`What is a Tincture?
Tinctures are concentrated liquid herbal extracts, made by steeping fresh or dried herbs and other plant parts in alcohol. Traditionally, vodka or brandy is used to make a tincture. Alcohol is used in order to break down the cell wall of the plant, allowing the plants bio-active compounds to be released and stored into the alcohol.
After the herbs steep for 4 weeks, the liquid is strained and administered under the tongue, usually about 20-30 drops or a few droppers full each day. Tinctures are one of the many ways to administer herbs internally. Teas, syrups, and herbal pills are some other effective ways to ingest herbs. However, tinctures are highly absorbable, concentrated, compact, and will last a lifetime if kept away from direct sunlight. These features of herbal tinctures make them an easy, effective way to make herbs a part of your life, no matter where you are.
A History of Tinctures
Tinctures date back as far as distilled alcohol. Ancient Egyptians soaked herbs in alcohol to create tinctures and cordials- tinctures made with lower alcohol content. In 1025, The Al-Qanoon fi al Tibb (The Canon of Medicine) was published, explaining many medical topics including herbal tinctures. It was the basis for the teaching of medicine in the West from the 12th-17th centuries, making these discoveries of the medicinal uses of distilled alcohol ingrained in Western medicine.
Distilling wasn’t commonly known in Europe until the 1400s, and became widespread around 1500, though the Irish and Scottish peoples adopted distillery much earlier than the rest of Europe. By the “Victorian” era in Anglocentric cultures, tinctures were common. Laudanum is a tincture used over the counter in the U.S. until the 1970s, commonly with small children. Warberg’s tincture was a common medicine used in the treatment of fevers, including malarial fevers and was used to treat colds until the 1980s. Until the 1920s, cannabis Indica tinctures were sold in your average pharmacy. Any number of the elixirs and other medicines found commonly advertised were either cordials or tinctures. It wasn’t until pharmacology moved on to emphasizing pills that the usage of tinctures greatly declined.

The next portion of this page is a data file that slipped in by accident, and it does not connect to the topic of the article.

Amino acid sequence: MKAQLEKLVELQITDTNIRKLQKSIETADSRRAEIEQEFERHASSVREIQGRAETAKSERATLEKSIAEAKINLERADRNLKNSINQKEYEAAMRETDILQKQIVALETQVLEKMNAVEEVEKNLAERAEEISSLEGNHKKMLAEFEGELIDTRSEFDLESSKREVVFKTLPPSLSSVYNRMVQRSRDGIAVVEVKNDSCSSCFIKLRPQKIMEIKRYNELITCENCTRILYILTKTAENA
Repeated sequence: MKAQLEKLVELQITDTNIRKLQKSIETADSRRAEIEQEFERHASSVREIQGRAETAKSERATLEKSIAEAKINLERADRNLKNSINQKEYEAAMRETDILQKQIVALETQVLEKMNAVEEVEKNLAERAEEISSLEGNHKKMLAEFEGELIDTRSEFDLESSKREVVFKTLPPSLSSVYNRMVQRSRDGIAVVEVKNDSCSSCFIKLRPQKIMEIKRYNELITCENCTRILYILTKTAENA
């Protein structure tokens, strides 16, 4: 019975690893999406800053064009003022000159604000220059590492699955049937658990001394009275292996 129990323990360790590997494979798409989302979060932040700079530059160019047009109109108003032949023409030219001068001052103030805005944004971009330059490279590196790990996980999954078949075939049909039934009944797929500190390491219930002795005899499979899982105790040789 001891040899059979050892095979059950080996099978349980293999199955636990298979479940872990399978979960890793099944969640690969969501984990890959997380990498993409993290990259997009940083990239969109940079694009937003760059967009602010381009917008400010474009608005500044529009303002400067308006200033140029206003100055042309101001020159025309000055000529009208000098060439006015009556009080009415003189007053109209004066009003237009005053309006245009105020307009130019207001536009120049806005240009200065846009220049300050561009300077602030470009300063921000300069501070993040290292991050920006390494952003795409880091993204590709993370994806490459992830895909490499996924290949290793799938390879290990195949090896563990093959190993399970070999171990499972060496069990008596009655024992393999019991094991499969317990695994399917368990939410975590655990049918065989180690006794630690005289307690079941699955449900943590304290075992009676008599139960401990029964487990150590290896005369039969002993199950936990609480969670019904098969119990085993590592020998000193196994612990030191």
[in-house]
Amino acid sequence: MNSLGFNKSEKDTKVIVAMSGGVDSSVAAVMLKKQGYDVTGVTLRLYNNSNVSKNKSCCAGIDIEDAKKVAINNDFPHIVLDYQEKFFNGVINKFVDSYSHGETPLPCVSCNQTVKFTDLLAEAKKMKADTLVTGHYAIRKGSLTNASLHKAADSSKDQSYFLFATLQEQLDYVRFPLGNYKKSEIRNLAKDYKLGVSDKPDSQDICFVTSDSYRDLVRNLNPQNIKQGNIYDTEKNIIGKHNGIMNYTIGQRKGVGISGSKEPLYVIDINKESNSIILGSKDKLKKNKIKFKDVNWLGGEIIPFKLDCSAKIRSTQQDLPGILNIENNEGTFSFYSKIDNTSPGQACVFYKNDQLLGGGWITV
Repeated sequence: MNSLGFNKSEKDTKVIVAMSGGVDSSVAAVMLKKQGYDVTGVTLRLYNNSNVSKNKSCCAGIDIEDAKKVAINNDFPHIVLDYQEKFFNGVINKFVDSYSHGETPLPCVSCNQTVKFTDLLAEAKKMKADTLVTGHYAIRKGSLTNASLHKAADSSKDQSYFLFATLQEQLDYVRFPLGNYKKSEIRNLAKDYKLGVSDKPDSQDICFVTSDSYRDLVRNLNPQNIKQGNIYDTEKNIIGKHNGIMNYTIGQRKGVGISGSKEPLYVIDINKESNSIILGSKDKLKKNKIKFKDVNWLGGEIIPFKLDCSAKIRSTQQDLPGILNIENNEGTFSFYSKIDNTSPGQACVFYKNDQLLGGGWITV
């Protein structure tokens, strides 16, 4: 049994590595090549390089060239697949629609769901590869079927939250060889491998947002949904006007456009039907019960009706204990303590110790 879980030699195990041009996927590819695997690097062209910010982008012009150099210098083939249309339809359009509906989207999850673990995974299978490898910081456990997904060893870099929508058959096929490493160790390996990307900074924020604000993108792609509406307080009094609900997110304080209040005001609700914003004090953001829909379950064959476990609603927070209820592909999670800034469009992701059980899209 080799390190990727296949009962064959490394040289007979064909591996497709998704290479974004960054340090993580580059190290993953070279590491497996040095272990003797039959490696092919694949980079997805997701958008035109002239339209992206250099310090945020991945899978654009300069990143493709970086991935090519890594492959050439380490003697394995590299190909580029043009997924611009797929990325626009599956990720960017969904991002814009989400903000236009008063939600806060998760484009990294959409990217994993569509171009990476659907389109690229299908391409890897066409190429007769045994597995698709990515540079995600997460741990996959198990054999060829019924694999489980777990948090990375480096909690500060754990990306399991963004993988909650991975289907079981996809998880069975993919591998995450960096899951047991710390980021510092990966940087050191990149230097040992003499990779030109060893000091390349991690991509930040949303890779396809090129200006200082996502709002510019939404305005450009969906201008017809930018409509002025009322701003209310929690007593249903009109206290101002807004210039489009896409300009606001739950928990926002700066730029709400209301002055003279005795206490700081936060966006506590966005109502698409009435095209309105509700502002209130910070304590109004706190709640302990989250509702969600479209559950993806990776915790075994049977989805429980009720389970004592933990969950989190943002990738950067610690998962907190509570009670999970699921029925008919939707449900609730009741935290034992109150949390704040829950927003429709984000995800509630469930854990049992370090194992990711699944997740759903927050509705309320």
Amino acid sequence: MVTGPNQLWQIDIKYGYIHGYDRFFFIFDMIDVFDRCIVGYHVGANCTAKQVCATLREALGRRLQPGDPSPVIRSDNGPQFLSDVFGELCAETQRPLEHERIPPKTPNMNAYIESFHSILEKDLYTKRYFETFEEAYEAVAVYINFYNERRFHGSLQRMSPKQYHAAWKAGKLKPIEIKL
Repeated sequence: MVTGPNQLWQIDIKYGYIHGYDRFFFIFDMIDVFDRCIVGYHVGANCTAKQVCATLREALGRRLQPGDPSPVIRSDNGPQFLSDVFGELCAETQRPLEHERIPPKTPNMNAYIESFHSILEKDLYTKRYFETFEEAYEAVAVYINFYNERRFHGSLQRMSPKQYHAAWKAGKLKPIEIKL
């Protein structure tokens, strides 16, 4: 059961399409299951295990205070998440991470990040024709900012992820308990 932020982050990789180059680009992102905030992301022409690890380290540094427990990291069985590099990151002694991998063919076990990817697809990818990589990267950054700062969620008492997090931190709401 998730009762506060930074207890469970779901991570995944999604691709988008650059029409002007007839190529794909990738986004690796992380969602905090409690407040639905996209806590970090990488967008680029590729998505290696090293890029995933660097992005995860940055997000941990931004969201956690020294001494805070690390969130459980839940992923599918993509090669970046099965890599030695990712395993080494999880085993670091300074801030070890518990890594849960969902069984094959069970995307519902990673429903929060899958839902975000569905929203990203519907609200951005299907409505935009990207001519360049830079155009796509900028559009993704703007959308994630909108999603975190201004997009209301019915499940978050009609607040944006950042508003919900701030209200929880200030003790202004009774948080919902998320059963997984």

Now, tinctures are once again gaining popularity, as more people are becoming educated about herbal medicine and the traditional ways of preparing it. You will see a wide variety of tinctures and herbal extracts at local food co-ops and large health food stores. Tinctures are a great option for those who lead a busy lifestyle, and don’t have time to prepare herbal teas daily. They are also convenient for travel, and for carrying in a handbag so you can administer your herbs wherever you are. Tinctures are concentrated, so dosages are small and can be diluted in water to hide taste. They require no preparation once made, and as long as kept out of direct sunlight tinctures will never expire.
If you ask your elders, many times they will remember the days when their own grandparents were using herbal remedies in their daily lives.